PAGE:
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Constraints on evidence-based policy: insights from government practices

Constraints on evidence-based policy: insights from government practices

Simmons, Richard (2015) Constraints on evidence-based policy: insights from government practices. Building Research & Information, 43 (4). pp. 407-419. ISSN 0961-3218 (Print), 1466-4321 (Online) (doi:https://doi.org/10.1080/09613218.2015.1002355)

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Abstract

Insights are offered into UK government built environment policy-making processes through an insider's perspective (based on experience of being the chief executive of a public body, the Commission for Architecture and the Built Environment – CABE) on three empirical examples. The government's mandate was for policies to be evidence based. There was no shortage of demand for evidence, but it was fed into political and bureaucratic domains where less- or non-evidence-based influences were also at work. The questions considered are how much the evidence really influenced the content of policy; and whether making a policy ‘evidence based' led to its acceptance across government, causing departments to commit to its delivery. It is found that evidence (1) is powerful for defining issues to which policy should attend, (2) captures the attention of policy and decision-makers, but only if presented succinctly, and (3) is essential for testing outcomes. Supposedly evidence-based policy is not always truly evidence based. Many subjective forces counterbalance objectivity. The most significant reasons for this are mooted. Advice is offered on how to make evidence a more effective part of a process that will always be partly technical and objective, but also political and subjective.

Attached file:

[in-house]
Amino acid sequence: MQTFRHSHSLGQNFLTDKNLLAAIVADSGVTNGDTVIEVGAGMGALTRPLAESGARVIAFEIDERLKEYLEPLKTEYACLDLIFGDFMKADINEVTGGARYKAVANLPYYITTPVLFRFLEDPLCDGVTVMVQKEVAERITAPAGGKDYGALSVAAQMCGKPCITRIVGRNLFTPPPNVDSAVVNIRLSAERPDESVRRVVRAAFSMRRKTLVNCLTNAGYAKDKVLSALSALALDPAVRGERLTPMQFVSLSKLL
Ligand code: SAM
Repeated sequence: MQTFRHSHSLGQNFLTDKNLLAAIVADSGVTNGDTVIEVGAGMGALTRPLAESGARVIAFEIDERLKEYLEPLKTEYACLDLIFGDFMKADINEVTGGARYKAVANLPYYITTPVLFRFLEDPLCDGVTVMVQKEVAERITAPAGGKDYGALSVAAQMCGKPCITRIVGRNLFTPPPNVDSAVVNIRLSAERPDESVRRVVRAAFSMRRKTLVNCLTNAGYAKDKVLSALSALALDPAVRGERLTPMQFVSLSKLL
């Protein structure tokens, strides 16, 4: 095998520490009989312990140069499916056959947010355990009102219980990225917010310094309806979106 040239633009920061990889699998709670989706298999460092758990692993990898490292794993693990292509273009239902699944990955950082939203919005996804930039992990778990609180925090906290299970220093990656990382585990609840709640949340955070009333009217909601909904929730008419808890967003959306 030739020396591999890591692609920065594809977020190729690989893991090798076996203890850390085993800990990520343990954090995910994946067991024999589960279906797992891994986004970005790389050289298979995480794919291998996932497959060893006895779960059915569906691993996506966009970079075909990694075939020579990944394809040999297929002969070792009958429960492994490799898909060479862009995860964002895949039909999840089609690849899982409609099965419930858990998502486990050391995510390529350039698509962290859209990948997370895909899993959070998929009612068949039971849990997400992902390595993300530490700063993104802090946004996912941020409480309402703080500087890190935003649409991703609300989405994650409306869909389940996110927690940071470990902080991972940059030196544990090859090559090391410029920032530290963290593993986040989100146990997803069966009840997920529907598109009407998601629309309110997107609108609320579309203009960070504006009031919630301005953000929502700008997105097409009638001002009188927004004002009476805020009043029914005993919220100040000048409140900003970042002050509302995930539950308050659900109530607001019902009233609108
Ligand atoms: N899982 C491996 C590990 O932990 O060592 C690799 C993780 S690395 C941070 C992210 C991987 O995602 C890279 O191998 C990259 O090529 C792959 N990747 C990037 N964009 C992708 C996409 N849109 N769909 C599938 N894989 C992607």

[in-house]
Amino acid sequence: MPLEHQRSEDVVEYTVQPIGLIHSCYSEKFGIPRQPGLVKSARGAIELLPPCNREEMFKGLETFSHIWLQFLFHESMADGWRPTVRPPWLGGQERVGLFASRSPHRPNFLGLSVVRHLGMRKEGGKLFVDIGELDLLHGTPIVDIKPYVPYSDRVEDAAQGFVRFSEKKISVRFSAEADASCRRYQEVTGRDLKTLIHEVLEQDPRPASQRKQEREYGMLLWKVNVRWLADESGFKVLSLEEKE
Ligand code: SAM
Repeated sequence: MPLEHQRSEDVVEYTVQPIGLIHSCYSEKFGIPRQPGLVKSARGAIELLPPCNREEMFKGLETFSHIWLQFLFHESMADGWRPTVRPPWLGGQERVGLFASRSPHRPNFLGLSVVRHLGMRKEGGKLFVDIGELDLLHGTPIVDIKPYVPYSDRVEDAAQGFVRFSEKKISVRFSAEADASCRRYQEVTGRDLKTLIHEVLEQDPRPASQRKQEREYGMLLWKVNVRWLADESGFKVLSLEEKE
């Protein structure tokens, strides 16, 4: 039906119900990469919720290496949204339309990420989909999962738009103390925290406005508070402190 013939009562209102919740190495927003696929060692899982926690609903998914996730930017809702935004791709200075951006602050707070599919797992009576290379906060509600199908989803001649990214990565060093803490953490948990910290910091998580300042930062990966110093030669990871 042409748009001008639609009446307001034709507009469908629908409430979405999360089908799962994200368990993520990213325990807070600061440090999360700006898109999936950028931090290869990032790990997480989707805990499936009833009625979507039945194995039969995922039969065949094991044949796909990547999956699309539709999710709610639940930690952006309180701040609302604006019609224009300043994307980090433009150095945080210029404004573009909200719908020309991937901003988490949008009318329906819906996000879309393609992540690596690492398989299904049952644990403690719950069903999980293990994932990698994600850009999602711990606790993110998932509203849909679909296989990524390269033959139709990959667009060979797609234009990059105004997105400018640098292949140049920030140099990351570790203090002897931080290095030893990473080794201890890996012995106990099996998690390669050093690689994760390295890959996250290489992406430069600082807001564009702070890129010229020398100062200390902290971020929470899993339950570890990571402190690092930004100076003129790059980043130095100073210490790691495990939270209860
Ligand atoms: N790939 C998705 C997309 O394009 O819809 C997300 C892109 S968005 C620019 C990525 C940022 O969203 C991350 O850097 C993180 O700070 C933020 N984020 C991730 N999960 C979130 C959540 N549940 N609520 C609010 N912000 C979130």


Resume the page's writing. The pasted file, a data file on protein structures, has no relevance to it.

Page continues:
Item Type: Article
Uncontrolled Keywords: built environment, evidence-based policy, governance, outcomes, policy formation, public policy
Subjects: N Fine Arts > NA Architecture
T Technology > TA Engineering (General). Civil engineering (General)
Faculty / Department / Research Group: Faculty of Architecture, Computing & Humanities
Last Modified: 14 Oct 2016 09:31
Selected for GREAT 2016: None
Selected for GREAT 2017: None
Selected for GREAT 2018: None
Selected for GREAT 2019: None
URI: http://gala.gre.ac.uk/id/eprint/13185

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